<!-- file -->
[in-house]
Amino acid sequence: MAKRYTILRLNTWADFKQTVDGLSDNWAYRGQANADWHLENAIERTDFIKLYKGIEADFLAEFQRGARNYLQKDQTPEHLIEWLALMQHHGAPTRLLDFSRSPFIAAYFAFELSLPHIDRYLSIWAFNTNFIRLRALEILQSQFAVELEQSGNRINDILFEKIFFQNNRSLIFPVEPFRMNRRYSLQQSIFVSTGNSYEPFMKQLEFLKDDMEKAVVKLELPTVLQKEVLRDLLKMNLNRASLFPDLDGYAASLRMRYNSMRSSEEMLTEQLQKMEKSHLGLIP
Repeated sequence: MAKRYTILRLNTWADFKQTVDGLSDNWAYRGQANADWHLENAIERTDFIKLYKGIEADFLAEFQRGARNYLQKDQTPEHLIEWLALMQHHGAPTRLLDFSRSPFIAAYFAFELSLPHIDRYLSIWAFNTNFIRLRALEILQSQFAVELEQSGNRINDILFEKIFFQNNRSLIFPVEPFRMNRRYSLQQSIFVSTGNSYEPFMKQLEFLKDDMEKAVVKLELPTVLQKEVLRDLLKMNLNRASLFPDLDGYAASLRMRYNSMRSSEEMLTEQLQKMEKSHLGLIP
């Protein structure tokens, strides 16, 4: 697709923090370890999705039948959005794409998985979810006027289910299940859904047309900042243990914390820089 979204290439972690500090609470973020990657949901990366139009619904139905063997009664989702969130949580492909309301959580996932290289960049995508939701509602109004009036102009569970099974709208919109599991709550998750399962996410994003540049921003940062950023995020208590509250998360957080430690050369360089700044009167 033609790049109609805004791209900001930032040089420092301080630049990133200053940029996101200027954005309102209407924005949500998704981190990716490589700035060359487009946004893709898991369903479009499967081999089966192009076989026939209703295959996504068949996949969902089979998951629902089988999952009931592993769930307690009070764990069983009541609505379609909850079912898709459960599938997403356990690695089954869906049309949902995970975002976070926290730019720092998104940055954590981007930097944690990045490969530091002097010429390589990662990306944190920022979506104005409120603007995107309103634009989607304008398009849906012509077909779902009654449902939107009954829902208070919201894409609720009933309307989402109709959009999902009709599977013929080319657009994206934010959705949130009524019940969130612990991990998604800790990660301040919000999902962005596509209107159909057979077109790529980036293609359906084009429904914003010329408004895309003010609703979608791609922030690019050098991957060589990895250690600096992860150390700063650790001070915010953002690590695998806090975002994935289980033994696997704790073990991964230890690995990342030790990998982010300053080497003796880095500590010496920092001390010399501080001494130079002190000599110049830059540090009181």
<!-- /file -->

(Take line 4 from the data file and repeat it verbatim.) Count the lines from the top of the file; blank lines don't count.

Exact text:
């Protein structure tokens, strides 16, 4: 697709923090370890999705039948959005794409998985979810006027289910299940859904047309900042243990914390820089 979204290439972690500090609470973020990657949901990366139009619904139905063997009664989702969130949580492909309301959580996932290289960049995508939701509602109004009036102009569970099974709208919109599991709550998750399962996410994003540049921003940062950023995020208590509250998360957080430690050369360089700044009167 033609790049109609805004791209900001930032040089420092301080630049990133200053940029996101200027954005309102209407924005949500998704981190990716490589700035060359487009946004893709898991369903479009499967081999089966192009076989026939209703295959996504068949996949969902089979998951629902089988999952009931592993769930307690009070764990069983009541609505379609909850079912898709459960599938997403356990690695089954869906049309949902995970975002976070926290730019720092998104940055954590981007930097944690990045490969530091002097010429390589990662990306944190920022979506104005409120603007995107309103634009989607304008398009849906012509077909779902009654449902939107009954829902208070919201894409609720009933309307989402109709959009999902009709599977013929080319657009994206934010959705949130009524019940969130612990991990998604800790990660301040919000999902962005596509209107159909057979077109790529980036293609359906084009429904914003010329408004895309003010609703979608791609922030690019050098991957060589990895250690600096992860150390700063650790001070915010953002690590695998806090975002994935289980033994696997704790073990991964230890690995990342030790990998982010300053080497003796880095500590010496920092001390010399501080001494130079002190000599110049830059540090009181």